Similar recipes include Dolmades, Grape Leaf Encrusted Rice Pie, Burghul Dolmas, Grape Vine Leaf Powder, Grilled Pecorino in Vine Leaves, and Mushrooms Baked in Vine Leaves.

Browse our Turkish dishes and all of our Vine Leaf recipes. All of our Yoghurt dishes are here. Or explore our other Early Summer recipes.

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Roasted Parsnips and Sweet Potatoes with Caper Vinaigrette

This year it is a long cold start to Summer. As I write, I sit here in a jumper in January, thinking of putting a rug over my legs rather than turn the heater on. So, needing something to warm the kitchen, I popped some roast veg in the oven.

Not any roast vegetables – this is an Ottolenghi dish, one that takes a common dish and makes it extraordinary. It is a favourite, and I don’t know why I haven’t posted it before. My note in the cookbook is “Magnificent” pencilled in the margin.

It takes sweet potatoes and parsnips and roasts them with garlic and (later) some cherry tomatoes, before dressing them with a tangy vinaigrette that is both sweet and sour, full of capers for a saltiness. It’s the perfect dish for any festival, celebration, Sunday lunch or any day of the week is born.

Ottolenghi says “The addition of a vinaigrette to freshly roasted vegetables gives them a freshness and juiciness they don’t normally have; the acidity brings out new shades of flavour, too.”

You might also like Roasted Beetroot with Cumin Seeds, Perfect Roast Potatoes, or Hot Roasted Carrot Salad.

Try some Parsnip recipes too: Roughly Mashed Parsnip with Parmesan and Olive Oil, and Parsnip and Carrot Mash.

Take some time to explore the Ottolenghi recipes we have tried. Our Sweet Potato recipes are here and our Parsnip recipes here. Or browse our Mid Summer collection of easy recipes. (You might prefer our Mid Winter recipes!)

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Freekeh Pilaf with Herbs and Yoghurt Dressing

Such a wonderful earthy flavour, Freekeh, that strange sounding name (to Western ears) belonging to the nutty grain. Sold whole or cracked, it is easy to find at Middle Eastern stores, some providores and some bulk lentil and grain places. Freekeh actually means rubbed – the process of removing the grains from its husks.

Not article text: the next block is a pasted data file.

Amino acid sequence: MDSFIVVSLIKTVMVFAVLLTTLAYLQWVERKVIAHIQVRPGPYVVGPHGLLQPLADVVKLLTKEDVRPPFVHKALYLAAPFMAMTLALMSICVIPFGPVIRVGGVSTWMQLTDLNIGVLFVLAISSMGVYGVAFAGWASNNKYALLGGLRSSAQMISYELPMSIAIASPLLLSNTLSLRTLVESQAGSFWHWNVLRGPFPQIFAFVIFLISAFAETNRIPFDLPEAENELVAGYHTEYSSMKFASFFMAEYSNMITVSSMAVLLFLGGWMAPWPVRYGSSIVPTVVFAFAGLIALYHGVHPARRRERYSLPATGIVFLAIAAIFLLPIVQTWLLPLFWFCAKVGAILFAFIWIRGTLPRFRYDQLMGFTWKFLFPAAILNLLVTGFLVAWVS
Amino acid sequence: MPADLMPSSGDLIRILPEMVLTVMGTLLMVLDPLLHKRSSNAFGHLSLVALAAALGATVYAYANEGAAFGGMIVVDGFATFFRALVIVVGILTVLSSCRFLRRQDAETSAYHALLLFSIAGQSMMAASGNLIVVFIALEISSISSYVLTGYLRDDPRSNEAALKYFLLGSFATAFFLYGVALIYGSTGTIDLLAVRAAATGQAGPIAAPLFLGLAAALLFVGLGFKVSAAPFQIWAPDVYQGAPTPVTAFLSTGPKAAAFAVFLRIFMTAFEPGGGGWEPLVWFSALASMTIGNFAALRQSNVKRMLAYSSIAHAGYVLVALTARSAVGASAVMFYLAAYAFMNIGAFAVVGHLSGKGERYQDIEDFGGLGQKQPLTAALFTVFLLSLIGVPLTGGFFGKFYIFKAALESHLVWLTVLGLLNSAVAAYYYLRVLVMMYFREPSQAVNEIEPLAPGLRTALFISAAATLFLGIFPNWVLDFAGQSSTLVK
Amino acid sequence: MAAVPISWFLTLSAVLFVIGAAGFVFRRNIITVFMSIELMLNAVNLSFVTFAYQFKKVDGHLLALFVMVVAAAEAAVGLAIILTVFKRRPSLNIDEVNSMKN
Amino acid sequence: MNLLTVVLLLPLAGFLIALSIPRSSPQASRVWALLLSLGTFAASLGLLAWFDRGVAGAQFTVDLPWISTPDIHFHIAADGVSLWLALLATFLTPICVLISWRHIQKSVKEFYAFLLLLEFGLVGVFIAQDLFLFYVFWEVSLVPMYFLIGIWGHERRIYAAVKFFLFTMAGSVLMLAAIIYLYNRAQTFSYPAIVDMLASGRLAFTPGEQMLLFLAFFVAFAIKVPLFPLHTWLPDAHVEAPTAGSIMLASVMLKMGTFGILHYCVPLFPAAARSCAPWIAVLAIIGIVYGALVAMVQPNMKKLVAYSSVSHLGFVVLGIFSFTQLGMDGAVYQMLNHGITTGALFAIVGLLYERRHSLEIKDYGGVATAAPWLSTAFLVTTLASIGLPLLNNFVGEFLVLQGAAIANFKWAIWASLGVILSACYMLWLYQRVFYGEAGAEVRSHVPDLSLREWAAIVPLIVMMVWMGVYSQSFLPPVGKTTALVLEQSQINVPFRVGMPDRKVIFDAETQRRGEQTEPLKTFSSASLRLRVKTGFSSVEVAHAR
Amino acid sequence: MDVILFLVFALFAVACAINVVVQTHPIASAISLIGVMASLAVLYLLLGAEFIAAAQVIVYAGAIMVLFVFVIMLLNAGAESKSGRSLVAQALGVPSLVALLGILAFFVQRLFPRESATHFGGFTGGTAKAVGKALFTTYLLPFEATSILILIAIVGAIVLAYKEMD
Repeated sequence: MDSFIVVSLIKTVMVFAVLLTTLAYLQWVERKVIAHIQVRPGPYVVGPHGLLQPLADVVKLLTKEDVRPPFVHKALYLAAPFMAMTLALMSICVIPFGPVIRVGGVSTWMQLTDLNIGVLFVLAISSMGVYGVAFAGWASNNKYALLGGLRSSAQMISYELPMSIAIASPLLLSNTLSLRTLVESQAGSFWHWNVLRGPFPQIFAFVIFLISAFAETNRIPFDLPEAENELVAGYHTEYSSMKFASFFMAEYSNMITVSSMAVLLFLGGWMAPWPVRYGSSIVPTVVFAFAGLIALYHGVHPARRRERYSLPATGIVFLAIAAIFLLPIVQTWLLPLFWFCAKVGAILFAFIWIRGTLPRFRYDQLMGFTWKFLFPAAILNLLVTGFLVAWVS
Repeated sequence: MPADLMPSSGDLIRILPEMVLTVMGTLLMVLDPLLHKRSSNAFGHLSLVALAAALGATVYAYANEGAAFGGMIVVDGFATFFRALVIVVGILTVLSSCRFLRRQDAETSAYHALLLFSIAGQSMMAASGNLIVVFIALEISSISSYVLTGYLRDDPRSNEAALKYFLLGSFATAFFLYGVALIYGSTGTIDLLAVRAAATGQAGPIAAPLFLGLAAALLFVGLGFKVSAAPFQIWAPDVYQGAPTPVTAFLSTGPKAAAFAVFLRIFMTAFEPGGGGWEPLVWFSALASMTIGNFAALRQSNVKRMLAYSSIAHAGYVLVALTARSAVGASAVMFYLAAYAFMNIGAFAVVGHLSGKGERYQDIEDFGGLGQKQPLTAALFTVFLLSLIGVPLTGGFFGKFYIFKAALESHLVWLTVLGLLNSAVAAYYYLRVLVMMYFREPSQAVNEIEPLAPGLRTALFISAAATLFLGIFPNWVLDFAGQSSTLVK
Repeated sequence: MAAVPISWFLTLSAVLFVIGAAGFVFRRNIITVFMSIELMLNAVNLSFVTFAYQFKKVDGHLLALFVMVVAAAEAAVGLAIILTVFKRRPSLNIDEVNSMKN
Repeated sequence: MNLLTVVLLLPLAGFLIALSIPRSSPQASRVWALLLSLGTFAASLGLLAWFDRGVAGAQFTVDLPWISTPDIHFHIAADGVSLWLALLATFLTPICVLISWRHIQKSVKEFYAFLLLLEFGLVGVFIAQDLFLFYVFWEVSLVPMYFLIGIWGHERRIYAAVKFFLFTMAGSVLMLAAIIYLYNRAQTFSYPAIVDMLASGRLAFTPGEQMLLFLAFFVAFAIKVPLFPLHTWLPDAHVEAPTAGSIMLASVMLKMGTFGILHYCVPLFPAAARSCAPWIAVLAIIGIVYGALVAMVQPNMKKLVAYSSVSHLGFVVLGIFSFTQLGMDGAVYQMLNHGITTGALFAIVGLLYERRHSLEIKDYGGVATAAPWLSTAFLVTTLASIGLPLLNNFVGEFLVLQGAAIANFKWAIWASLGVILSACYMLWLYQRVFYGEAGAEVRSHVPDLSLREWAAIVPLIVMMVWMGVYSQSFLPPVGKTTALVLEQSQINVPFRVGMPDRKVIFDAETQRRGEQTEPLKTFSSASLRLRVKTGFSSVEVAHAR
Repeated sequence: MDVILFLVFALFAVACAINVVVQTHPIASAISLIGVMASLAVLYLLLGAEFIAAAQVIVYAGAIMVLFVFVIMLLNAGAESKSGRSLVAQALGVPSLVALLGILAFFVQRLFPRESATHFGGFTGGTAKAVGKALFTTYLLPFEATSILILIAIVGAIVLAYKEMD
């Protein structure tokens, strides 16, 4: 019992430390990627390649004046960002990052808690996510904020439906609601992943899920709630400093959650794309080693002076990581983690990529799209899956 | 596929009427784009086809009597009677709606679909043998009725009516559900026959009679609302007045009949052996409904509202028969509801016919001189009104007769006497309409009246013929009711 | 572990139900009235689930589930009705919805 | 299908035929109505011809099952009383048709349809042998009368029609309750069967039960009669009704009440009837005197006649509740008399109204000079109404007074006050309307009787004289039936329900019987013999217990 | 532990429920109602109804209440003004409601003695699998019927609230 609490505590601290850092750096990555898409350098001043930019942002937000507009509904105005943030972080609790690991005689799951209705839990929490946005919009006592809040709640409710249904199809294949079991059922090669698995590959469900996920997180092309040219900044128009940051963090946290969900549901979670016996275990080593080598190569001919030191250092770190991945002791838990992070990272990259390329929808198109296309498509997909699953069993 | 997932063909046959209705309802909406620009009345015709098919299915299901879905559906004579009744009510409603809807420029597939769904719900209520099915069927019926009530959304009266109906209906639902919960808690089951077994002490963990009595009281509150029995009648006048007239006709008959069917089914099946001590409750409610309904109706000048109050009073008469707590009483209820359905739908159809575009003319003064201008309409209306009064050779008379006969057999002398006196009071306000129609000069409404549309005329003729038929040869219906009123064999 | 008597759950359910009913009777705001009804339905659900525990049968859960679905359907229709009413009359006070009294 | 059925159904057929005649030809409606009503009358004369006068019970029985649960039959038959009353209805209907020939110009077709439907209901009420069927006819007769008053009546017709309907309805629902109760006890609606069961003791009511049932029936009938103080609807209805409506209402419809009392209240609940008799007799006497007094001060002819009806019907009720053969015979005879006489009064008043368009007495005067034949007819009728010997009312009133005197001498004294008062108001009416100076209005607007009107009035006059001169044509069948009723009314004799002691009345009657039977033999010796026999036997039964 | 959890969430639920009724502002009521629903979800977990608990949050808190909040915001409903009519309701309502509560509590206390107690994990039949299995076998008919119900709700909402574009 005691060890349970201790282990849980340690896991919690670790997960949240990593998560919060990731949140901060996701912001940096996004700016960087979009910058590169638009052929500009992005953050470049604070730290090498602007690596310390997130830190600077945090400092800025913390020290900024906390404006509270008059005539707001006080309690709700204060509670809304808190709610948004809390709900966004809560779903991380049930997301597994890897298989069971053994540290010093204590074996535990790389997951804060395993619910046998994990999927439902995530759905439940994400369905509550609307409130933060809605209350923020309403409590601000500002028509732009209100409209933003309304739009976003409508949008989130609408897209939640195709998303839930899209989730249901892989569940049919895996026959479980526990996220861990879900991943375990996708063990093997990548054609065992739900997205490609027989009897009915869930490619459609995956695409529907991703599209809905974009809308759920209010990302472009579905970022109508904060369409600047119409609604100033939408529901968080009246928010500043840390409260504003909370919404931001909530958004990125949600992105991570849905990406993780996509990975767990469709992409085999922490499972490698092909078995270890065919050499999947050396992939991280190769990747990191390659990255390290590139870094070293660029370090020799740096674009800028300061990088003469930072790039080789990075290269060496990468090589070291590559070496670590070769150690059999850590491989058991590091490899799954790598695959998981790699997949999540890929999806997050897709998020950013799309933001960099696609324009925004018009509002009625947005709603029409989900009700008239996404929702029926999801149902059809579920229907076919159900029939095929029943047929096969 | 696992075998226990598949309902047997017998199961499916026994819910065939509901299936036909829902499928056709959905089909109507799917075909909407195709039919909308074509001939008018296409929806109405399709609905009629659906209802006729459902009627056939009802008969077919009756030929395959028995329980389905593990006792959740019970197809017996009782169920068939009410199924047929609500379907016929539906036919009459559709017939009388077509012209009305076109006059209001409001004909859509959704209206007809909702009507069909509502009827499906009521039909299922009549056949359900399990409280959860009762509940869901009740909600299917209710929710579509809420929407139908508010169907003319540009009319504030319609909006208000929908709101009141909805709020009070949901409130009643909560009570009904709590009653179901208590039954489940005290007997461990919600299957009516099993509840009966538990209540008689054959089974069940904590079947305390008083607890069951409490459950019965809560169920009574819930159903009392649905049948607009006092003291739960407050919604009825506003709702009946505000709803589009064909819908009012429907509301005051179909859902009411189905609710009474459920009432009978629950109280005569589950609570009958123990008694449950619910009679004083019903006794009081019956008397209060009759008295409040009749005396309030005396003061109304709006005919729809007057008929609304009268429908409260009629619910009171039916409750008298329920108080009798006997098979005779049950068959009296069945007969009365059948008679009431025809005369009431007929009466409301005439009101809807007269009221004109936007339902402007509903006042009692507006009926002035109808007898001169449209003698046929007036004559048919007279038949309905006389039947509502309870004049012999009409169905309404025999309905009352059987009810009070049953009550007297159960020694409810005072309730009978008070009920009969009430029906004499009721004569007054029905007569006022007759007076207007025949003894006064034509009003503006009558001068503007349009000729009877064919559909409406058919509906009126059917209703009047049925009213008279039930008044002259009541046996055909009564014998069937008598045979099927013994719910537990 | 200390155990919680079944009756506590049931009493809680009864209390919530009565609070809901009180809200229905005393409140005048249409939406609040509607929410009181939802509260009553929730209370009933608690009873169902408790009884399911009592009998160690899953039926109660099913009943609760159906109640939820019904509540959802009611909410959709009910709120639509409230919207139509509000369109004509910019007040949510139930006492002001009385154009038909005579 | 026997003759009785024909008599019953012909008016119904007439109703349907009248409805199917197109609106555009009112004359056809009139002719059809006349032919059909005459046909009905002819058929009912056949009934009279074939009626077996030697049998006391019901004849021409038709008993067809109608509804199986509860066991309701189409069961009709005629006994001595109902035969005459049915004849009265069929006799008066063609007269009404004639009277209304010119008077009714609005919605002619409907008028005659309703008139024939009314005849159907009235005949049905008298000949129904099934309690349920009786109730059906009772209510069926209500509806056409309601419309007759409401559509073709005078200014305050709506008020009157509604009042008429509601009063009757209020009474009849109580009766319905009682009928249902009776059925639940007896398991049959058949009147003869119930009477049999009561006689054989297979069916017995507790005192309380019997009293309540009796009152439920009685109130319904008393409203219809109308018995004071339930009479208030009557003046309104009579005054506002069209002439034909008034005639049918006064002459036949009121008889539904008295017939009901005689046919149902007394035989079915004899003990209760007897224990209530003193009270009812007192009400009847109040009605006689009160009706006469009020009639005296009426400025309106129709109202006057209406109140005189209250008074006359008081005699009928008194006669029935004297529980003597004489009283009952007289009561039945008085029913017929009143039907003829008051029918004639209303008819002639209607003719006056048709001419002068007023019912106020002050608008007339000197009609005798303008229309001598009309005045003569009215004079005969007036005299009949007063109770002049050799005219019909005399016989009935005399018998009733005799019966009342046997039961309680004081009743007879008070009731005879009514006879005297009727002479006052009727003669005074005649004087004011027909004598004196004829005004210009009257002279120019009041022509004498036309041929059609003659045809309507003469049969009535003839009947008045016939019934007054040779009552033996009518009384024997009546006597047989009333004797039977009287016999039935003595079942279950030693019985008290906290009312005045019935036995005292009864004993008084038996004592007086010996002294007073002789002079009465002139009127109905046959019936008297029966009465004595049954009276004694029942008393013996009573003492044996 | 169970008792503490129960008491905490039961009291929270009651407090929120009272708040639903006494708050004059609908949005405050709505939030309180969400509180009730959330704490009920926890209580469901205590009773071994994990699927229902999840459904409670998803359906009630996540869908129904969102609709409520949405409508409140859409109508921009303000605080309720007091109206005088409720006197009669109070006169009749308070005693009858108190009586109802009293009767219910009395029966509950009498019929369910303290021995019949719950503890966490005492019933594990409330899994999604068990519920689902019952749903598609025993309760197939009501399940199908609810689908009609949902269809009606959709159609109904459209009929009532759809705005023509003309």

Like quinoa, freekeh is full of protein, with a beautiful smokiness, and is dead easy to cook. It is Middle Eastern duram wheat that is picked while unripe then traditionally roasted over wood fires to burn off the husks – hence its wonderful smoky flavour. Surprisingly it is also a little sweet, so a squeeze of lemon or lime always does wonders to a freekeh dish.

Freekeh is so unusual as generally the grains we use have been allowed to mature and dry on the head.

This dish is a take on an Ottolenghi dish from his book, Plenty, but has some minor variations. It is beautifully cooked by simmering for 15 mins and then leaving covered, to steam until cooked. Then it is tossed with herbs and topped with garlicky lemon yoghurt before serving.

Similar recipes include Vegetable Pulao from the Beaches of Goa, Green Beans with Freekeh, Walnuts and Tahini, Barley Pilaf with Mushrooms, and Rice and Cauliflower Pilaf.

Browse all of our Freekeh recipes and all of our Pilafs. Our Middle Eastern dishes are here. Or browse our Late Spring collection of recipes.

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Jerusalem Artichokes with Halloumi and Basil Oil

A beautiful dish from Ottolenghi – one that takes time to produce a marvellous dish